Sucralose is an artificial sweetener found in thousands of consumer foods and beverages. It is noncaloric and is 300 to 1,000 times as sweet as table sugar.
The chemical structure of sucralose is very similar to table sugar, but it contains three chlorine atoms, which table sugar does not.
The FDA claims that sucralose is safe for human consumption. But if you study the clinical literature behind sucralose, I don’t know how any person could come to that conclusion.
Animal studies found that large doses of sucralose disrupted intestinal flora by decreasing the amount of bacteria by 50 percent and increasing the pH level in the colon. This caused increases in body weight.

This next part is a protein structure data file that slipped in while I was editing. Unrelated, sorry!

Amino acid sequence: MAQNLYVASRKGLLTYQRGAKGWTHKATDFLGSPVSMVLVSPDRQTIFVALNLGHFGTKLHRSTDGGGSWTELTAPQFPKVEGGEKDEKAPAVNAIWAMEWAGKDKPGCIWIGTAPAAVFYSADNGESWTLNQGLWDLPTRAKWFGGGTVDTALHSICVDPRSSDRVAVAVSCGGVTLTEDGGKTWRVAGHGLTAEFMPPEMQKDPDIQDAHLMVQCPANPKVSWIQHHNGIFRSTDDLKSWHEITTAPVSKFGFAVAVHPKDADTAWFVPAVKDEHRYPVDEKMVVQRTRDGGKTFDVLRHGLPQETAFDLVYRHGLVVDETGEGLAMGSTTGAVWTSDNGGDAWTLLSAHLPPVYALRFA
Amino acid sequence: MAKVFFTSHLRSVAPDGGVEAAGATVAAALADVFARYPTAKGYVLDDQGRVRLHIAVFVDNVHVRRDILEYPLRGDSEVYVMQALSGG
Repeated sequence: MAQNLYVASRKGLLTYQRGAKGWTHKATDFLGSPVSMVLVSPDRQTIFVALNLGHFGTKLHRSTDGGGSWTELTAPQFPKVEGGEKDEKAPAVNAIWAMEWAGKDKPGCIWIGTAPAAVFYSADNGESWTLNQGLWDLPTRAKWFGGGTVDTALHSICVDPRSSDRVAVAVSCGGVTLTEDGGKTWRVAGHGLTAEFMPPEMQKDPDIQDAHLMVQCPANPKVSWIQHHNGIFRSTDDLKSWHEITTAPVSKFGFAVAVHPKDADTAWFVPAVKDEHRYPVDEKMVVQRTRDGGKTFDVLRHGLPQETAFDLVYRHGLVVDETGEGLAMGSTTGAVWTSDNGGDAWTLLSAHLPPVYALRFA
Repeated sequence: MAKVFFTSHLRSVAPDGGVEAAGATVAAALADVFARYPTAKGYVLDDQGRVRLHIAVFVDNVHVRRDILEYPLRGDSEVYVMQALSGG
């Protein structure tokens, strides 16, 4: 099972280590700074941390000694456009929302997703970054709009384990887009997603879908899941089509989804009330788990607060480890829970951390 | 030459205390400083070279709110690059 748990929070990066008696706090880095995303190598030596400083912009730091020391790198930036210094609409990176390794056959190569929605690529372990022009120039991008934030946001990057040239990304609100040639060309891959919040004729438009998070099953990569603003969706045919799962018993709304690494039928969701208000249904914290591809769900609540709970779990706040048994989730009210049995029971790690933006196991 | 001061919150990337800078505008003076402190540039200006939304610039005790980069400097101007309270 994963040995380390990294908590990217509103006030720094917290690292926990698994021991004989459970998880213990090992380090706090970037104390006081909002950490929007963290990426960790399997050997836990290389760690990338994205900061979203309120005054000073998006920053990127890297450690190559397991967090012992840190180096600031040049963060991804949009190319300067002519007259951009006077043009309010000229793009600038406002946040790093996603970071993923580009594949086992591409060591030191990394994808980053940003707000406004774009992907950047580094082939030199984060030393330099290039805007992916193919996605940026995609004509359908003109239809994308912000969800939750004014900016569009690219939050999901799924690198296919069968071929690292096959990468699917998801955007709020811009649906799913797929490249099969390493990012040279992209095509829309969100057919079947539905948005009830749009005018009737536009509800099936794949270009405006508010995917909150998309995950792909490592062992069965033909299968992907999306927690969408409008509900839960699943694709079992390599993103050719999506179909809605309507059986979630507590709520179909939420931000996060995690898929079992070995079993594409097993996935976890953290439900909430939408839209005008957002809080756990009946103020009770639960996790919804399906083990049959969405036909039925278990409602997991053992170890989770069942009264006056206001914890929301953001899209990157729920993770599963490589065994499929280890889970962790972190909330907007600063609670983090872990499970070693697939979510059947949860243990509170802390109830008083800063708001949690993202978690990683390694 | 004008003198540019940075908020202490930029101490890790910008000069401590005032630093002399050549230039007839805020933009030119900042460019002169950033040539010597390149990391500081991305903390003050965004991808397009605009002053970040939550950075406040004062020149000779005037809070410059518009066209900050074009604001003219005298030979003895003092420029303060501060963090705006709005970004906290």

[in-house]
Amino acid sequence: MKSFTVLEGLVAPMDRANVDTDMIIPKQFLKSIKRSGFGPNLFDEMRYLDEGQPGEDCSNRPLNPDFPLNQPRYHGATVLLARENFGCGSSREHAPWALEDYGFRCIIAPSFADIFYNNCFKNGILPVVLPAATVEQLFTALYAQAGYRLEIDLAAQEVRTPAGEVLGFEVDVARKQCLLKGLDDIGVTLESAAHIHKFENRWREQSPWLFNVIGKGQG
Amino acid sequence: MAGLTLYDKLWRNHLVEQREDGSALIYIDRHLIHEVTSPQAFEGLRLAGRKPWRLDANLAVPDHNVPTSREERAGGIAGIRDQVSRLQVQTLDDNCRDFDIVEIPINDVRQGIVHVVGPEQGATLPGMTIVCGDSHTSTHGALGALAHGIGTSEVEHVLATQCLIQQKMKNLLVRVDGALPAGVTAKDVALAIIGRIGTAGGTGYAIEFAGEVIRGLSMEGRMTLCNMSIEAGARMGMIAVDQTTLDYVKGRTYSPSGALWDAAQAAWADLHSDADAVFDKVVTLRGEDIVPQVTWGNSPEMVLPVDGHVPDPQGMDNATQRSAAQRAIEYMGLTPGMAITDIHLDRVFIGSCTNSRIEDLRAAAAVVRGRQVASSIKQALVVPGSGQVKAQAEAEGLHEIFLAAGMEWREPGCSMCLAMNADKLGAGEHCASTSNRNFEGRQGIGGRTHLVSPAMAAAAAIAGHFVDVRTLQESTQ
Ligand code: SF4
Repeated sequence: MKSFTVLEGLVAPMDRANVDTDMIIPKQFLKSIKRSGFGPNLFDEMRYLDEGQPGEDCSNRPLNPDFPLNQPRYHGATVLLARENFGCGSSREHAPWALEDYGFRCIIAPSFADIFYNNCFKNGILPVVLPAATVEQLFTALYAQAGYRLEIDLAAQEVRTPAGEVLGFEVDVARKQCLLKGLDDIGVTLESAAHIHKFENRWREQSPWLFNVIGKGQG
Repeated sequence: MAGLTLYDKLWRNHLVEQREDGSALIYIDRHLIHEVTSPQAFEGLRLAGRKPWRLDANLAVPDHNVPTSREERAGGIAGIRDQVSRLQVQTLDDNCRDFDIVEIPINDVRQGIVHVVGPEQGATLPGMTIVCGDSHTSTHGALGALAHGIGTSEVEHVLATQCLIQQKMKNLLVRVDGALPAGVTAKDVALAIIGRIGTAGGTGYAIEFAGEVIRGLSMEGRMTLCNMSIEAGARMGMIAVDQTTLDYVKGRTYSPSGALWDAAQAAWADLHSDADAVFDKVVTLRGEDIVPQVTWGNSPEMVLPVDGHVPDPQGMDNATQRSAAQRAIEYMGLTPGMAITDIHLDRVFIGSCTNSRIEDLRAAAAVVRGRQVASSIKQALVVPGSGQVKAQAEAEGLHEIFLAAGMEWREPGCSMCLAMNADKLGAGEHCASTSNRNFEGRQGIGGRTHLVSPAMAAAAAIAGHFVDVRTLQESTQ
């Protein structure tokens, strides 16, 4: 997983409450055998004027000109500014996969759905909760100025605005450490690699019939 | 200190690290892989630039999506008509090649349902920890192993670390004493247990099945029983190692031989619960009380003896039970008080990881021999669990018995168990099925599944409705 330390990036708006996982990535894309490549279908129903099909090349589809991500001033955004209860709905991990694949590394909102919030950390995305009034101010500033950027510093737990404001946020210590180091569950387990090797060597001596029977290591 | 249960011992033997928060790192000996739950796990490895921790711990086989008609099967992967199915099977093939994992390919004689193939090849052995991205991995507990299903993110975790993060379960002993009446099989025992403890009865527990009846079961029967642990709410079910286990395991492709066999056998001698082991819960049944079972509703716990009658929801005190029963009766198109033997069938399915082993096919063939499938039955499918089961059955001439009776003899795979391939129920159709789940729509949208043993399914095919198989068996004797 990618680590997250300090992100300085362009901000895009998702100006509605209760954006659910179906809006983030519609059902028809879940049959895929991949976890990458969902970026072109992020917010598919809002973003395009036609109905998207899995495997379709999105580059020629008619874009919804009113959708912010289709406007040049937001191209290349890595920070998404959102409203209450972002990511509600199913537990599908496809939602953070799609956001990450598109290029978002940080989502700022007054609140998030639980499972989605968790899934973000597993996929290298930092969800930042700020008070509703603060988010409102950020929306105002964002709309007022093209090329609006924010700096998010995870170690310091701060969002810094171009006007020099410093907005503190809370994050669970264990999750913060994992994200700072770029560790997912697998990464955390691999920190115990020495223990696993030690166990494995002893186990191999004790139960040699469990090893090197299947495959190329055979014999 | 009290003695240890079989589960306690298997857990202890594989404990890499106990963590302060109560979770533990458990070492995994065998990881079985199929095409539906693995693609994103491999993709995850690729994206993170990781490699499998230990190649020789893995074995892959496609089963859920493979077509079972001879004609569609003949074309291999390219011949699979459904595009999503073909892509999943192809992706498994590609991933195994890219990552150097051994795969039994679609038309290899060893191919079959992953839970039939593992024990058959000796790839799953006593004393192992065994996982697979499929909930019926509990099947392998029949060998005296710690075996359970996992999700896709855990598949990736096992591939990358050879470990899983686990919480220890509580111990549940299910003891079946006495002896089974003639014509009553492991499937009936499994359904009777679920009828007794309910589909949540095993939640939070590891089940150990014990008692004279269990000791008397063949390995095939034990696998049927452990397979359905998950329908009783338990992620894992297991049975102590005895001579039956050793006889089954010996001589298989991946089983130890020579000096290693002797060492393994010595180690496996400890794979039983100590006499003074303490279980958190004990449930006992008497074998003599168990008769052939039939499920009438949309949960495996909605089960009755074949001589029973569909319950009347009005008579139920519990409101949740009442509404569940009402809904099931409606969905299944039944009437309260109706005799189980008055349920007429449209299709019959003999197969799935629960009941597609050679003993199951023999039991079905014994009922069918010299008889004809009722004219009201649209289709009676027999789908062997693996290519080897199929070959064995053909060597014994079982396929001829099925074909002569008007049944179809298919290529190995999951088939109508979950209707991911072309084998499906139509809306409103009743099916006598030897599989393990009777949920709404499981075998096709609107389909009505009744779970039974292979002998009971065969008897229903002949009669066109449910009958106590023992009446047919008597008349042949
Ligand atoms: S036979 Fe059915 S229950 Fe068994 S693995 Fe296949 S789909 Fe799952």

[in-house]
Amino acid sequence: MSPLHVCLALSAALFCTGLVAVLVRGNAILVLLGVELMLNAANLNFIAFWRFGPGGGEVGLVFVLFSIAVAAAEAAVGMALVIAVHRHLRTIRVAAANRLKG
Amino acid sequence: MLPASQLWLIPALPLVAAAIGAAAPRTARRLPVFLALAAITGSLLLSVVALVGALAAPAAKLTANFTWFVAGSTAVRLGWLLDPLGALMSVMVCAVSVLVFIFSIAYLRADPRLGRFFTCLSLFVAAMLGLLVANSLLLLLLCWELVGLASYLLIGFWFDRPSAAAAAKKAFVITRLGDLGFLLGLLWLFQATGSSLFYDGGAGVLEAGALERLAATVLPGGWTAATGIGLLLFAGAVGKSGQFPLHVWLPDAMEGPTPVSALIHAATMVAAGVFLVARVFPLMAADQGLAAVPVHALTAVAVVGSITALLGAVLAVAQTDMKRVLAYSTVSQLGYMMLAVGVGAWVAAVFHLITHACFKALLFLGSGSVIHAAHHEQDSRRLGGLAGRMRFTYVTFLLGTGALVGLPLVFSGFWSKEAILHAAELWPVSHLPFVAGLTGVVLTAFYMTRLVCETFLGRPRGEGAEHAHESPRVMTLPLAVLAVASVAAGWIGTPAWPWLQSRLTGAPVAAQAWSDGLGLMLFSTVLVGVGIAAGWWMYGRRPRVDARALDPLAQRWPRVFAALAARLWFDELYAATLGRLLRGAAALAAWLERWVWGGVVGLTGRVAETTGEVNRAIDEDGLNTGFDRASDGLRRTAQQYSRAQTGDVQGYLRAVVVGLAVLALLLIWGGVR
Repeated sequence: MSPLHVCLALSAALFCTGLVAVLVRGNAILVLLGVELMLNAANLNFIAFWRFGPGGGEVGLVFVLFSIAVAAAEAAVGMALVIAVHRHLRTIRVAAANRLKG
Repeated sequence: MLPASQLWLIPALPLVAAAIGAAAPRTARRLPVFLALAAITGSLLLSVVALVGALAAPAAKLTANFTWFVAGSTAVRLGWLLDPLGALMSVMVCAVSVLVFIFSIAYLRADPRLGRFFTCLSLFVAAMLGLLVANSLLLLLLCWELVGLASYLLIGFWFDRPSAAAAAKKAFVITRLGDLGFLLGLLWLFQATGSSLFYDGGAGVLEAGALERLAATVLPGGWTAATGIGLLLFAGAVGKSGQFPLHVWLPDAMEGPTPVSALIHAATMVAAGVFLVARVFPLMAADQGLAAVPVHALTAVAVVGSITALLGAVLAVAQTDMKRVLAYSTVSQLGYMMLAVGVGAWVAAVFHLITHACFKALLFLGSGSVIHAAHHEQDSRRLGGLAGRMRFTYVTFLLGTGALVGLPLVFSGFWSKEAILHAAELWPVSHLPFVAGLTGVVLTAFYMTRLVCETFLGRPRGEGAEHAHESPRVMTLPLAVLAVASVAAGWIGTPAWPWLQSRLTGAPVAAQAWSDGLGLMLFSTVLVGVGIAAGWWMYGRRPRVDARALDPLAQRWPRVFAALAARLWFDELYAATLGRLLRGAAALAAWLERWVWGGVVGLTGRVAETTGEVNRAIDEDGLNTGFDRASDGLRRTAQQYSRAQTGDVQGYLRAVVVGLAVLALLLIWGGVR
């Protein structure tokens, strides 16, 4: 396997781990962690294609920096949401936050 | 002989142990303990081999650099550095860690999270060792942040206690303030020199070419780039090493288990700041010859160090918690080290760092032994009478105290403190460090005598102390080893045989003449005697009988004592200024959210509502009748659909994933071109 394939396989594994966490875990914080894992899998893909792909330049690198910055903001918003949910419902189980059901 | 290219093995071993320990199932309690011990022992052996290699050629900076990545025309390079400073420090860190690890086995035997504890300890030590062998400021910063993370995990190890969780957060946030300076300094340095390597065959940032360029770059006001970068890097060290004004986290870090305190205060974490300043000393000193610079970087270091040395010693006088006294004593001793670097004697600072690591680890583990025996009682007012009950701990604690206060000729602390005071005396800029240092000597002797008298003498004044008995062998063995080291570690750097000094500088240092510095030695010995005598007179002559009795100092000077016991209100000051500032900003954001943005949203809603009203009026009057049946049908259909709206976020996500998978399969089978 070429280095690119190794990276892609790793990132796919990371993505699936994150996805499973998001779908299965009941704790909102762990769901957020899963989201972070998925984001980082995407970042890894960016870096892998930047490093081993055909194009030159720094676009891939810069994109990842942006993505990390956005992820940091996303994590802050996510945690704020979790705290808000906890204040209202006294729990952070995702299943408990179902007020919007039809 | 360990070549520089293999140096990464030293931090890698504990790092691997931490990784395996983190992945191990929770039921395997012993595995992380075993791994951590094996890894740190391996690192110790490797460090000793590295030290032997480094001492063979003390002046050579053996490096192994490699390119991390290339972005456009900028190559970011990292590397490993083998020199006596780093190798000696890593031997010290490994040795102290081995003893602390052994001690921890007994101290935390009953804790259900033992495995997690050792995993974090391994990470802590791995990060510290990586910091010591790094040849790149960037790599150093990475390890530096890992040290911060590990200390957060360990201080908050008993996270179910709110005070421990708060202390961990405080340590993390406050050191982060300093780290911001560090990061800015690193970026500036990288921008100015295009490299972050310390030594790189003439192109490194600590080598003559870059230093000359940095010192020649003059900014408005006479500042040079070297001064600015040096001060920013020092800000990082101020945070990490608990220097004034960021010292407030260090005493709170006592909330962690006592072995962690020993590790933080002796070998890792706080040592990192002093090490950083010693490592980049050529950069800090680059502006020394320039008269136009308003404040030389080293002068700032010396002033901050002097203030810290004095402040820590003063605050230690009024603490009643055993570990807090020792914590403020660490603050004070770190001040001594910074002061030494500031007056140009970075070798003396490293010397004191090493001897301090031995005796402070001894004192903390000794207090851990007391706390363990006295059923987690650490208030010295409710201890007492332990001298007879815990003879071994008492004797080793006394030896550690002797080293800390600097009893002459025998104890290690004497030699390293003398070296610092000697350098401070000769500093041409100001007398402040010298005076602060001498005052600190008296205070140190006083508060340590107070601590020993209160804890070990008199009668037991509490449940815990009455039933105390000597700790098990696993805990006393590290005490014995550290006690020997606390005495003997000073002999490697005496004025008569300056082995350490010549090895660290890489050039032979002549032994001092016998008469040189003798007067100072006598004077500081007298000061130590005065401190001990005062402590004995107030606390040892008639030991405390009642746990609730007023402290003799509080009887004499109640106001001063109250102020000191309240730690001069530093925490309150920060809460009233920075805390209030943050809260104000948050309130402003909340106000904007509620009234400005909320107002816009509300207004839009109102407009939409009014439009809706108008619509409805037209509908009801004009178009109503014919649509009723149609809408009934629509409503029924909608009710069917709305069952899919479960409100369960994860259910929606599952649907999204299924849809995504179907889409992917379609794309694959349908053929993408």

However, these results were found only when rats ingested very large amounts of sucralose.
There are many side effects associated with sucralose, including:
• Allergic reactions
• Blurred vision
• Elevated blood sugar and insulin
• Gastrointestinal problems
• Weight gain
Sucralose was also found to alter the normal DNA in mice, a process that can cause cancer.
And if that isn’t bad enough, when it is heated sucralose can turn into toxic chloropropanols and other dioxin-like compounds.
Clearly, sucralose should be avoided. It has no therapeutic value and it is associated with a host of adverse effects, particularly when heated.
Posts by David Brownstein, M.D.
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